Help~~~

Discussion in 'Dog Training Forum' started by Hellojacy, Jan 9, 2004.

  1. Hellojacy

    Hellojacy New Member

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    Hi!
    I have a 5 month old tcup poodle...
    I've had her for about 3 months now and she still can't learn to go on the wee wee pads we have everywhere in the house...
    The vet said she might have a urinary infection or it might just be mental...
    We've tried the ammonia spray, newspapers, awards, and nothing's really working. We would just like her to go on the wee wee pads...
    Any suggestions? Am i missing anything?
    Any advice would help at this point...
    Thank you! :)
     
  2. Lynn

    Lynn Super Moderator

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    Did you try when she has an accident, rubbing her nose in it, then taking her to the wee wee pads? I have found this to do the trick.
     
  3. Brattina88

    Brattina88 Active Member

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    Don't rub her nose in it. It's disgusting and she won't understand what you are trying to get her to do, and it might make her scared of you. She'll go in less obvious spots, trying to hide it from you which isn't what you want. Try confining her to one room at a time. The kitchen is good, or keep her in the same room you are in so you can have a good eye on her. When you see her circling or acting like she as about to "go" call her over to the nearest pad or pick her up and take her there if she ignores you. Keep putting her back on the pad until she goes, and when she finally does praise her ravishly! Maybe you should try crate training... here is a site about crate training and paper training.

    http://www.about-dogs.com/puppy_house_break_training.htm
     
  4. soccerwoofer

    soccerwoofer New Member

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    The wee wee pads aren't gonna make her wanna go on her own. When she starts to go pee,you have to grab her and run to the nearest wee wee pad. When she goes on the carpet you have to scold her so she knows it's bad then when she goes on a pad praise her a lot! and even give a special treat like a sausage,i dunno if its bad for dogs but my mom said once in an extremly long while it's ok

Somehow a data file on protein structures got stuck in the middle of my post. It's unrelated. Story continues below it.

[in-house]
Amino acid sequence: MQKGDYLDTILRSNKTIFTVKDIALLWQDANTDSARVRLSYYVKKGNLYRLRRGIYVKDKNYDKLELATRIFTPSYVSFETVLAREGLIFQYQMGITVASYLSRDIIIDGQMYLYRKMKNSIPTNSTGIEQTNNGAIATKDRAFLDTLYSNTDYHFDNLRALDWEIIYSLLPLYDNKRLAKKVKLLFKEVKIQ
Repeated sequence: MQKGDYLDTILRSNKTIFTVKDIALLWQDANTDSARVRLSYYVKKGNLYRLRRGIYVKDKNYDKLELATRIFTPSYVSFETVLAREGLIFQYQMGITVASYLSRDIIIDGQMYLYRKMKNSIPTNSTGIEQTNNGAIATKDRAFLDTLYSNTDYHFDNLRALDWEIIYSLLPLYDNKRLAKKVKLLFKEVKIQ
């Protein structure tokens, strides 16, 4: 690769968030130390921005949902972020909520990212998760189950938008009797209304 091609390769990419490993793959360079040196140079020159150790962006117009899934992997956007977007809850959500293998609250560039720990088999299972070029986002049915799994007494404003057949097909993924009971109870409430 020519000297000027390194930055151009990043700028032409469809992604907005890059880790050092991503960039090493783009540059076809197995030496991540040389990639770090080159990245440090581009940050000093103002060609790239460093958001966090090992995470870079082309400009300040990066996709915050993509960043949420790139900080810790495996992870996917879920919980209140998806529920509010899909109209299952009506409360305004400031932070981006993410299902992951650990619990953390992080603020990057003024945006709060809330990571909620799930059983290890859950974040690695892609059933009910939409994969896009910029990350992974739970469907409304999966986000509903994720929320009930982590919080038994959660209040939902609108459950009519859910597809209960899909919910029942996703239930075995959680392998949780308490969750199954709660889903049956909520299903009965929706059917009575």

5. Renee750il

    Renee750il Felurian

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    Several people have told me they've had success with using crate training to housebreak their dogs. Since dogs typically don't want to soil in their living environment, they learn to hold it overnight, or however long they are in the crate, and this behavior somehow leads to using the pads or asking to go outside. I can't speak to it first hand as I've never had to resort to it with the larger dogs. I've only really had to housetrain two dogs; the Jack Russell my parents got me when I was 3 (my Mom did the house training on that one) and my first German Shepherd when I was 13. He didn't really have to be housebroken in the usual sense. The only time he had a problem with going in the house was during as stage when he was about 3 months old. We had a full length mirror in the downstairs hallway, and for some reason, he would stand in front of it and watch himself urinate. There was a VERY short period later on when he was just figuring out the whole leg-lifting rigamarole. He had to try out everything, including the stair railing in the upstairs hallway! I still don't know how he managed to splatter that far.

    Good luck! I know you're getting frustrated. Maybe, if you don't live somewhere that you could lose your puppy in a snowdrift, she might accept the great outdoors more quickly than the pads.
     
  6. soccerwoofer

    soccerwoofer New Member

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    :( the whole pads thing doesn't work for me :( my dog likes to pee on the carpet because its soft,whenever he goes outside he always goes on the mat. help?
     
  7. k9rotehexe

    k9rotehexe New Member

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    noses!!

    :confused:

    Sorry but I was told a long time ago that the dog nose is very sensitive, and rubbing the nose in pee doesn't make sense to a dog. If you don't catch your dog in the act then you can't do anything. Sorry but that sounds as bad as the people that tell me they beat thier dog when it comes back from running away. In that situation the dog thinks its being beating for coming home. Dogs think differently then humans. You don't rub your childs nose in the diaper for peeing in it do you even though you would rather your child be potty trained. Confine your dog to one area and don't free feed and water. Give him or her water before going out each time and take your dog out every 30 min-1 hr when your home.

    Hope that helps.
     

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